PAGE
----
NTSB Identification: WPR10CA193
14 CFR Part 91: General Aviation
Accident occurred Thursday, October 29, 2009 in San Juan Batista, CA
Probable Cause Approval Date: 07/01/2010
Aircraft: ROBINSON R44, registration: N144RF
Injuries: 1 Uninjured.

NTSB investigators used data provided by various entities, including, but not limited to, the Federal Aviation Administration and/or the operator and did not travel in support of this investigation to prepare this aircraft accident report.

The helicopter pilot stated that he was landing in an open field on his property to attend a meeting. Upon arrival at the field, he performed an aerial survey of his intended landing site checking for wires or obstacles. He also evaluated the weather, which was clear with a calm wind. After landing, he noted that the group of people he was meeting with was on the other side of a ditch about 50 yards away, so he decided to hover-taxi closer to their location. As the helicopter traversed over the ditch, the pilot surveyed the area looking for wires and obstacles. Seeing none, he proceeded to make a turn to land. As the pilot initiated the turn, he saw power lines about 40 feet in front of and above the helicopter. He made a quick right turn to avoid the power lines, "but made contact with the tail rotor…." Not knowing the damage to the tail rotor, he lowered the collective and landed as quickly as possible from an altitude of about 8 feet. The pilot stated that, in his urgency to shut down the helicopter, he "dropped the collective very fast," which he stated caused the main rotor blades to impact the tail boom. The pilot also stated that he got out of his normal routine of performing a pre-landing inspection of his intended landing area when he decided to hover-taxi to an alternate location. The pilot reported that there were no mechanical problems with the helicopter prior to the accident.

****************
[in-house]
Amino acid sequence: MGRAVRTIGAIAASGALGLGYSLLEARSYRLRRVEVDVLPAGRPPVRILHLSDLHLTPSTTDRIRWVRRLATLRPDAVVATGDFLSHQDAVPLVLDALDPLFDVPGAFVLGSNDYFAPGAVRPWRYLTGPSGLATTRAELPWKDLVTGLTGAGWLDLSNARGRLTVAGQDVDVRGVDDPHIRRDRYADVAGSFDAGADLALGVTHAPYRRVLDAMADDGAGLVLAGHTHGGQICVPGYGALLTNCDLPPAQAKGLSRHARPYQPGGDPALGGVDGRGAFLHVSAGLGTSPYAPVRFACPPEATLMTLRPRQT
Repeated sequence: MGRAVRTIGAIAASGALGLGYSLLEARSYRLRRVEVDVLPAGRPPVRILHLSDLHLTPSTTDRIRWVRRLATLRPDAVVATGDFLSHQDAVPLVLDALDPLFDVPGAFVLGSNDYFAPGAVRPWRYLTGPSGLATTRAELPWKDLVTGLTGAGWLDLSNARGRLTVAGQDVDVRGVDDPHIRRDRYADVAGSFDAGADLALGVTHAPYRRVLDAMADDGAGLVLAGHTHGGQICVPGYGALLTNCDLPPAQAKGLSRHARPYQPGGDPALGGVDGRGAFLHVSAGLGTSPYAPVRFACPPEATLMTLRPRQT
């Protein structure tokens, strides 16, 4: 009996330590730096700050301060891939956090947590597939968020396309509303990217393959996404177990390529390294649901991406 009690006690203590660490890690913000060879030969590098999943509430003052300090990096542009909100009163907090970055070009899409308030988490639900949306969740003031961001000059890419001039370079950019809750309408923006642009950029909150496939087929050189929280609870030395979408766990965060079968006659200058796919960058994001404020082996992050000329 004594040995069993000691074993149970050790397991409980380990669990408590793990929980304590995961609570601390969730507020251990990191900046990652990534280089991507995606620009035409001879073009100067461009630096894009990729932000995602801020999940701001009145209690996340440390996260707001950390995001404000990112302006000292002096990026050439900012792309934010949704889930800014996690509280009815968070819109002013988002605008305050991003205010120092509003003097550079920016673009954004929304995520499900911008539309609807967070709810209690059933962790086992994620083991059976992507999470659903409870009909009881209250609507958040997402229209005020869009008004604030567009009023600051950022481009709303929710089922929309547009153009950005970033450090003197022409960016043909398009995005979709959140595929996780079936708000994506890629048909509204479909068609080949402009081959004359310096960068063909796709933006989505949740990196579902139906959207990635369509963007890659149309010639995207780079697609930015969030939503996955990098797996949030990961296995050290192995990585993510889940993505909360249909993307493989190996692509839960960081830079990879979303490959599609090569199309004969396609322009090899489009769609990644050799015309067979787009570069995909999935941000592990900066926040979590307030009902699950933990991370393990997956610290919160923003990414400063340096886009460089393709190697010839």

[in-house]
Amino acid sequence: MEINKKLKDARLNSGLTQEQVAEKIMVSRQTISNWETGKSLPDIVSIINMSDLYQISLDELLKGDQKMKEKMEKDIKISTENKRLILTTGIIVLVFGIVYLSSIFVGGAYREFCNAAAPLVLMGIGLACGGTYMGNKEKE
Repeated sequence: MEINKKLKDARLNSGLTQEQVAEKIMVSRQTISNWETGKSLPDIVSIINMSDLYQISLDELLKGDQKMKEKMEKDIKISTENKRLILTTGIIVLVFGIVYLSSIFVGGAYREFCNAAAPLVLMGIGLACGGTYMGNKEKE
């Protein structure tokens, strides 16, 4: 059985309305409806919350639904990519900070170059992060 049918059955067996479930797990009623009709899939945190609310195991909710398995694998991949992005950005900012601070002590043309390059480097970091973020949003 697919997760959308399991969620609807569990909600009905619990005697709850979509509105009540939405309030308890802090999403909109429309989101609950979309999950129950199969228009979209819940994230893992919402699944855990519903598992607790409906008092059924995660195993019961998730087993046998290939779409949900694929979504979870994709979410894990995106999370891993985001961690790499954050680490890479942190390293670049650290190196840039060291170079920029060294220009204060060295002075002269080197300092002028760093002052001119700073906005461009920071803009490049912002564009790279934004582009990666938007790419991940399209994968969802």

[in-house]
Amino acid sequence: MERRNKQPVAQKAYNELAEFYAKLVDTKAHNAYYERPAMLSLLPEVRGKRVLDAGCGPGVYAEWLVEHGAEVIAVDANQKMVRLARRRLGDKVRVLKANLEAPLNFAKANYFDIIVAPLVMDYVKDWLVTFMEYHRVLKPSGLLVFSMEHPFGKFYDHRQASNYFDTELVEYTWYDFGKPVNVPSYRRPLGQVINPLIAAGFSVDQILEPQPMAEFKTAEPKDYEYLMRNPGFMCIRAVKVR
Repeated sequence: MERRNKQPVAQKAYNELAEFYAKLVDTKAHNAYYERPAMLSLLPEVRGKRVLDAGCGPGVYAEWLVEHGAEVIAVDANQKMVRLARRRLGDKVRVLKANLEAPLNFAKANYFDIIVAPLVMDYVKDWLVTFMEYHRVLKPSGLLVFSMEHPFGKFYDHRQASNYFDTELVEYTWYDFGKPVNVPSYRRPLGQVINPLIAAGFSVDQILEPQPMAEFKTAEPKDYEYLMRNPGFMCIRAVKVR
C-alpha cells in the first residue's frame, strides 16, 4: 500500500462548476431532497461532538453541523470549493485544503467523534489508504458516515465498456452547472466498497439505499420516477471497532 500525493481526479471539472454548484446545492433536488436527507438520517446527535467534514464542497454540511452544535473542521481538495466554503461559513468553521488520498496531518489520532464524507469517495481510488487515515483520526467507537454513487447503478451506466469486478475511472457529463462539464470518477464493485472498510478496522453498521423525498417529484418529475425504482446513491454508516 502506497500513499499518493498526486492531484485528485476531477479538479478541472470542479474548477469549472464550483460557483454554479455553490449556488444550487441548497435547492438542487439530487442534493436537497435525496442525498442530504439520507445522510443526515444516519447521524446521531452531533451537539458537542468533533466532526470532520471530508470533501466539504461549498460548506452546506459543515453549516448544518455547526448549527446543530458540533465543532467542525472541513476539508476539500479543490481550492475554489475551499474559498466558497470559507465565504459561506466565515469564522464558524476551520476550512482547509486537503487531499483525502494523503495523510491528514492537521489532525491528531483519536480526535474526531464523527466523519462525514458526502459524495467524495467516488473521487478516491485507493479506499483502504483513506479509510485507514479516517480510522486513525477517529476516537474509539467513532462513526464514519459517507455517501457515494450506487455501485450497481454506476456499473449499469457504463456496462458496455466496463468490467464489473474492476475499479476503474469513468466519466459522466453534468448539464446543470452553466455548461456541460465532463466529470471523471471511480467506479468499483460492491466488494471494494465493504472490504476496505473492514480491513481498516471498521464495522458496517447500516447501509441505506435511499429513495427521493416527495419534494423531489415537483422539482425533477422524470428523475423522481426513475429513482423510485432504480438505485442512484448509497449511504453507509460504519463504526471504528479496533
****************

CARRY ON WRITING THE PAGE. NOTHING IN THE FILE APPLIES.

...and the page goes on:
The National Transportation Safety Board determines the probable cause(s) of this accident to be:

The pilot's failure to maintain adequate clearance from wires while maneuvering and his subsequent improper use of the collective control, which resulted in the main rotor contacting the tail boom.

Full narrative available

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